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BOO Drink pic.png

Can I Interest You In Some Magic Beans To Go With That Dirt?

By Jen Maravegias | News | December 3, 2021 |

By Jen Maravegias | News | December 3, 2021 |

BOO Drink pic.png

I can’t believe I need to say this but please don’t eat dirt. Even if someone tells you it’s “magic.” ESPECIALLY if someone tells you it’s “magic.”

Up until the end of November, Black Oxygen Organics was on track to become the Next Big Thing in MLMs (multi-level marketing.) The next Lularoe, if you will. But it all came crashing to a halt when the company sent out an email to its sellers abruptly announcing it was shutting down, right before Thanksgiving. Womp womp.

Marc Saint-Onge is the founder and CEO of Black Oxygen Organics, also known as “BOO” in the private social media groups where sellers recruit new members and trade product “success stories.” He’s been selling dirt to people under one name or another for about 25 years, ever since the Canadian government charged him with practicing medicine without a license. That hasn’t stopped him from making wild medical claims about his products. An earlier version of his dirt, the “Anti-Rheuma Bath,” was pulled off the market because he said it could treat arthritis, rheumatism and heal wounds (may also change water into wine). People have been drinking, eating, snorting, cooking with, and bathing in BOO for a couple of years now. Users claim it cures diseases, rids the body of toxins and heavy metals, makes their teeth whiter, regrows hair, expels worms from the body, and all sorts of other things. More importantly, in recent months, people have started claiming that it can cure Covid, or prevent you from catching it. No wonder it’s known as “Magic Dirt.”

The company’s now-defunct website indicates Saint-Onge scoured the peat bogs of Canada to find the best, most pristine dirt full of fulvic acid (that’s the magic ingredient, y’all.) He then packaged that dirt in 4-ounce bags, as pills, or bottles of mud for about $100 a pop. According to an NBC News investigation, sellers were enticing new members with promises of big paychecks, “I earned $21,000 in bonuses in my first 5 weeks!” That’s pretty standard for the MLM game. The keyword there is bonuses. Remember, if you make more in bonuses than you do in product sales it’s a pyramid scheme!

This very expensive dirt and mud saw a boom in business this past year because its healing properties were applied to Covid. The pandemic was a godsend to BOO. Sales shot up from $200,000 a month to nearly $4 million according to a company VP in September, as the anti/de-vax movement grew here in the US and Canada. Social media played a huge part in this. Videos were posted to Facebook of people bathing their kids in mud, shared BOO Brownie recipes, and of the worms and bugs users were claiming that the mud drew out of their bodies.

Now, just hear me out for a second. Is it possible, maybe, that the bag of dirt was the source of the bugs and worms in the first place? Guess we’ll never know.


Reply to @_scarlet326 what if the bugs are coming from INSIDE THE BAG!? 😱 ##boo ##blackoxygenorganics ##fulvicacid ##antimlmeducation ##booiswoo ##antimlm

♬ original sound - Roberta Blevins

Although company leaders requested that sellers tone down their language and most of the groups flipped their status to Private, removing Black Oxygen Organics/BOO from their names and rebranding to seem more focused on fulvic acid in an attempt to address their “compliance situation” (that’s code for we’re being investigated and are about to get sued) that didn’t stop the Covid Denial Crew from joining up en masse, boosting membership numbers this year. Nothing can stop those people. Maybe we should just let them eat dirt.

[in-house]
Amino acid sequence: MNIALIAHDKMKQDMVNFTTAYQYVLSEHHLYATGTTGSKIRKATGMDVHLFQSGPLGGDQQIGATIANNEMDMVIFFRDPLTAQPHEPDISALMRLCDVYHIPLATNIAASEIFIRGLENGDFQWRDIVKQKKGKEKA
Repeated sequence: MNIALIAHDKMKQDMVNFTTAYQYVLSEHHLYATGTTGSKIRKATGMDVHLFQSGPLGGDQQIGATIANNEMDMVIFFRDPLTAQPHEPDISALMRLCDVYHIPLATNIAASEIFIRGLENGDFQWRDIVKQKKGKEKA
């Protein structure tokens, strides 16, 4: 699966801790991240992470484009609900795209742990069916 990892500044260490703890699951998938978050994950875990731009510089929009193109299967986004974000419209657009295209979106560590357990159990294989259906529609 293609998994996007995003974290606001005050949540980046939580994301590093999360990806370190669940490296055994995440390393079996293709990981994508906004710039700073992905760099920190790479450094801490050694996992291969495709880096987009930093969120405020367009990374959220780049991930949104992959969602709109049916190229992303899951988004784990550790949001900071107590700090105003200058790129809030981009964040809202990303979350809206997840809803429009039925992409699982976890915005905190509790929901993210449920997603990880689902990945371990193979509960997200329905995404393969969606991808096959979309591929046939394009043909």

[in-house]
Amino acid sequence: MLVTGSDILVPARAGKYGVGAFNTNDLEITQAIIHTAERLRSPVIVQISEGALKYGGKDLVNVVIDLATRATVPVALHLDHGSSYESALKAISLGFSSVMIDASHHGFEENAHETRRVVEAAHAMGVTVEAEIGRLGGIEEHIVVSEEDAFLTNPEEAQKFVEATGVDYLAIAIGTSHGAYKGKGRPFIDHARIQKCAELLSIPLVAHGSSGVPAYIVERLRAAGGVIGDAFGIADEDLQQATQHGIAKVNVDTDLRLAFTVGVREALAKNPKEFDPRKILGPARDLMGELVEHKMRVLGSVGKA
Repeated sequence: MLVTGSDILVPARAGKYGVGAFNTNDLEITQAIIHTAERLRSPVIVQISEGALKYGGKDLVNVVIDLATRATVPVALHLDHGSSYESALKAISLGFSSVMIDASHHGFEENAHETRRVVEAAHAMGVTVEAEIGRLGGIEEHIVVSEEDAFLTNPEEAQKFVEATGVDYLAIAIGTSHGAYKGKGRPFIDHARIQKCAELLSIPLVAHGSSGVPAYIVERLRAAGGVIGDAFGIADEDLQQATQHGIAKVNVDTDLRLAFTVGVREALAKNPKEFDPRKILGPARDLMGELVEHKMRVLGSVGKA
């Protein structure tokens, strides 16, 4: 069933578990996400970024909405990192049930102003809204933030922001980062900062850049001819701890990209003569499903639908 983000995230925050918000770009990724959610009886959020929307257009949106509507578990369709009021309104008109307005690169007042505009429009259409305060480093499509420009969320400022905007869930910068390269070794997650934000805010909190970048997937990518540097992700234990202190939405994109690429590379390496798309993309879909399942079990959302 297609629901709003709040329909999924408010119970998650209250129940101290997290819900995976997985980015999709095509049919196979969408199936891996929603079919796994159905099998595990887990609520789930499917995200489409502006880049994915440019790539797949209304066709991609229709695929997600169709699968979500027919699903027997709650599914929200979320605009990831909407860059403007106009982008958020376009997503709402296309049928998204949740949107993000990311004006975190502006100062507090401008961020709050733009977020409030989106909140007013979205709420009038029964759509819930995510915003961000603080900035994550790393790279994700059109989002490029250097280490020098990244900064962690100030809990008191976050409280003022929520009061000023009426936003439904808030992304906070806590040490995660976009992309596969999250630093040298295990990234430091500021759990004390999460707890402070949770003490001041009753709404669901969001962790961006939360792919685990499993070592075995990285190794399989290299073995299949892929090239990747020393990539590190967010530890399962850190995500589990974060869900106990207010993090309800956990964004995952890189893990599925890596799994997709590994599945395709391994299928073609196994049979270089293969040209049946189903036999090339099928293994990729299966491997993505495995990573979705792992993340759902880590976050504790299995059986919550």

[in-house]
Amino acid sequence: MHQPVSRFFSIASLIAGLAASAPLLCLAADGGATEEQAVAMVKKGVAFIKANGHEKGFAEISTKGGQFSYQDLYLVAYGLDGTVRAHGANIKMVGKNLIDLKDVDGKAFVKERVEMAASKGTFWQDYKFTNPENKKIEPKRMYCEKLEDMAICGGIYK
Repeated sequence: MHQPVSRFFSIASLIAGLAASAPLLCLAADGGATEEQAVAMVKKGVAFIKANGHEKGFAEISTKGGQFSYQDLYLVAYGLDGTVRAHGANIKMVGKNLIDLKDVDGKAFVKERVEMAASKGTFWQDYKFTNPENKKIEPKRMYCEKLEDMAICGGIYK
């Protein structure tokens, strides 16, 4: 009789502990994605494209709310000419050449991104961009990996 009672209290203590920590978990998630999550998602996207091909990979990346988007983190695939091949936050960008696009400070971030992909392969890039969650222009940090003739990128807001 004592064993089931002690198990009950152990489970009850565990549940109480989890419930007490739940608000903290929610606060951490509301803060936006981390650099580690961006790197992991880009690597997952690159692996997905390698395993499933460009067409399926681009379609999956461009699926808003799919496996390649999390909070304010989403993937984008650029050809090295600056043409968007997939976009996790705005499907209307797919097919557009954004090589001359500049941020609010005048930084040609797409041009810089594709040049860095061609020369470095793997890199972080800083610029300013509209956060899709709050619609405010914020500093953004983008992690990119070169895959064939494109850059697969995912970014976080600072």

Fulvic Acid FB Groups.png

Of course we shouldn’t! Or, at least, the government couldn’t. Canada issued a recall of all of Black Oxygen Organic products in the fall, leaving sellers high and dry, with much lighter wallets than they started with. That’s generally how all of these stories end, isn’t it? Most of these stories don’t involve ingesting a product scientists confirmed, “two servings of BOO exceeded Health Canada’s daily limits for lead, and three servings — a dose recommended on the package — approached daily arsenic limits.”

Anti-MLM activists also used Google Maps to determine that the bog where Saint-Onge said he was digging up this dirt borders a landfill. So lead, arsenic, and garbage. The trifecta! To be honest, I wouldn’t really care because I know you can’t fix stupid. Except people are giving this stuff to their kids.


I had SS but felt weird posting them. But seriously, wtf is wrong with people. #blackoxygenorganics #antimlm #antimultilevelmarketing

♬ original sound - Kim’s anti mlm

Please stop poisoning your children, people. They are not guinea pigs. Their little tiny bodies mostly work perfectly. Like, factory settings perfect. They don’t need your nasty mud on their feet or in their food. The lengths to which Covid deniers, anti-vaxxers, and de-vaxxers are willing to go just to avoid getting a shot in the arm continues to be astounding. All of their talk about “Big Pharma” making money off of drugs they don’t want to take, they seem to keep missing the giant elephant of multi-level marketing schemes standing right in front of them.


So, to wrap up this year’s MAGA, Covid-denying, anti-science crowd’s activities: they won’t wear masks, they won’t get the vaccine, but they blame the government for not being able to put an end to the pandemic. While also believing the dead shall rise to rule us and that eating dirt is good for you. Please remember that these people vote. So, the next time we have an election, you should too.

Source: NBC News

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